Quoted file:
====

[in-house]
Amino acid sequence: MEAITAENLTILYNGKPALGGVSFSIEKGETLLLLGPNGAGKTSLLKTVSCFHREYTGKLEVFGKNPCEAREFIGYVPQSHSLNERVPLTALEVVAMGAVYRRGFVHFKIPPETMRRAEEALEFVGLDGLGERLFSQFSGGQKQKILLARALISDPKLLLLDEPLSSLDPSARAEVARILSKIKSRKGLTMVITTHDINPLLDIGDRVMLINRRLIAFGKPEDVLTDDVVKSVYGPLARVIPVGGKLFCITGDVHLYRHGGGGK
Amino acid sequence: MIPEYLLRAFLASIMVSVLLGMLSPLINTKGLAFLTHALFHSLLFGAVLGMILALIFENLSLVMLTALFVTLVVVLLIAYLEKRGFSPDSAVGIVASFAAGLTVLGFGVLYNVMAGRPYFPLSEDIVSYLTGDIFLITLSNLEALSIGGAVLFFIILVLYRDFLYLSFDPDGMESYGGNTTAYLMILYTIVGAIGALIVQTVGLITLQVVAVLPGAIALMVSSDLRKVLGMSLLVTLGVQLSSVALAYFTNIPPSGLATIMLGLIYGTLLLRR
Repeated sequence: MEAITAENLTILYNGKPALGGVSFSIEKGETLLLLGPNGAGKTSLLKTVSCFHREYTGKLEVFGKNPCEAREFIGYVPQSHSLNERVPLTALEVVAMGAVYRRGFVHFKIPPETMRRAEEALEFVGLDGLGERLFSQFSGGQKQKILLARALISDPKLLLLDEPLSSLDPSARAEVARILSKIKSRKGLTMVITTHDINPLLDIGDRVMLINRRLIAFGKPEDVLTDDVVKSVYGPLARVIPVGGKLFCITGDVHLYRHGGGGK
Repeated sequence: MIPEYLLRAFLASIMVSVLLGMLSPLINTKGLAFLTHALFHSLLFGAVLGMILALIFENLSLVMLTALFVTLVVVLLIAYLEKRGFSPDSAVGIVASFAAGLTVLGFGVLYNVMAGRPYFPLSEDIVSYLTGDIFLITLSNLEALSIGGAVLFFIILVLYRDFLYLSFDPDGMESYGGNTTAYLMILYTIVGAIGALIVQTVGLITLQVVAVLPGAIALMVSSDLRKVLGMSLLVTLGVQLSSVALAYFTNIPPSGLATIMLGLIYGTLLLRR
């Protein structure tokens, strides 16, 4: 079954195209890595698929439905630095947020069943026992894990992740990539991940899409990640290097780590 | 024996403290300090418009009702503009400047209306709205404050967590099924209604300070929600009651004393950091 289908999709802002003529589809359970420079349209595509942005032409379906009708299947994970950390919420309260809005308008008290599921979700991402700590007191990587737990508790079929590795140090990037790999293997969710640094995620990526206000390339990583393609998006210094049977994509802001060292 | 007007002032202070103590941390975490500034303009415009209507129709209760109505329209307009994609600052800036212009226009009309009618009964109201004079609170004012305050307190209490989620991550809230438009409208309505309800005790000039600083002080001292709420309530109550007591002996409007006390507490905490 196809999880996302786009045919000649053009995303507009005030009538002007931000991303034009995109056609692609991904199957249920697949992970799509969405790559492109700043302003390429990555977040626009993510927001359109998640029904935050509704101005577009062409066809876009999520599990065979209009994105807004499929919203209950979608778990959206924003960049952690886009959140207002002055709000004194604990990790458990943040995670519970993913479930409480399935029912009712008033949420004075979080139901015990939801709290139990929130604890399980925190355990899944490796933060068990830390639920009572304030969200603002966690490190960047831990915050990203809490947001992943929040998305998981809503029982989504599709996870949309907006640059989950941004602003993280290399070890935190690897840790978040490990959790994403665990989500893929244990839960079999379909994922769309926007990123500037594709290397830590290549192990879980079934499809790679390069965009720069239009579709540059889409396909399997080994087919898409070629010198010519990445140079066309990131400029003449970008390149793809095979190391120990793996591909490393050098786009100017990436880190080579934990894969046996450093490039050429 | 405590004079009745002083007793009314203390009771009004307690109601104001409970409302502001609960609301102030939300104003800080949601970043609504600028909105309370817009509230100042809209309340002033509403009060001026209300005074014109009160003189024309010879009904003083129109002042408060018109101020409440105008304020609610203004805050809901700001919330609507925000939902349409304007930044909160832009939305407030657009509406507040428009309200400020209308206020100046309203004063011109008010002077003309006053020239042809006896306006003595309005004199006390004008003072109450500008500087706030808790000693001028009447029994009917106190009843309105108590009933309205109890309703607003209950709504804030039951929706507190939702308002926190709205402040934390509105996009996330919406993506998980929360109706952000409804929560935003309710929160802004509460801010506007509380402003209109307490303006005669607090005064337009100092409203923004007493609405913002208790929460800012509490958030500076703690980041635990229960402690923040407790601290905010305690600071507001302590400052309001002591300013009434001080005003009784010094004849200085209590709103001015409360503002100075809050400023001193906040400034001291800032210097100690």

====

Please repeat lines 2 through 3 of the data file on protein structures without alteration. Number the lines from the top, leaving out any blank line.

Amino acid sequence: MEAITAENLTILYNGKPALGGVSFSIEKGETLLLLGPNGAGKTSLLKTVSCFHREYTGKLEVFGKNPCEAREFIGYVPQSHSLNERVPLTALEVVAMGAVYRRGFVHFKIPPETMRRAEEALEFVGLDGLGERLFSQFSGGQKQKILLARALISDPKLLLLDEPLSSLDPSARAEVARILSKIKSRKGLTMVITTHDINPLLDIGDRVMLINRRLIAFGKPEDVLTDDVVKSVYGPLARVIPVGGKLFCITGDVHLYRHGGGGK
Amino acid sequence: MIPEYLLRAFLASIMVSVLLGMLSPLINTKGLAFLTHALFHSLLFGAVLGMILALIFENLSLVMLTALFVTLVVVLLIAYLEKRGFSPDSAVGIVASFAAGLTVLGFGVLYNVMAGRPYFPLSEDIVSYLTGDIFLITLSNLEALSIGGAVLFFIILVLYRDFLYLSFDPDGMESYGGNTTAYLMILYTIVGAIGALIVQTVGLITLQVVAVLPGAIALMVSSDLRKVLGMSLLVTLGVQLSSVALAYFTNIPPSGLATIMLGLIYGTLLLRR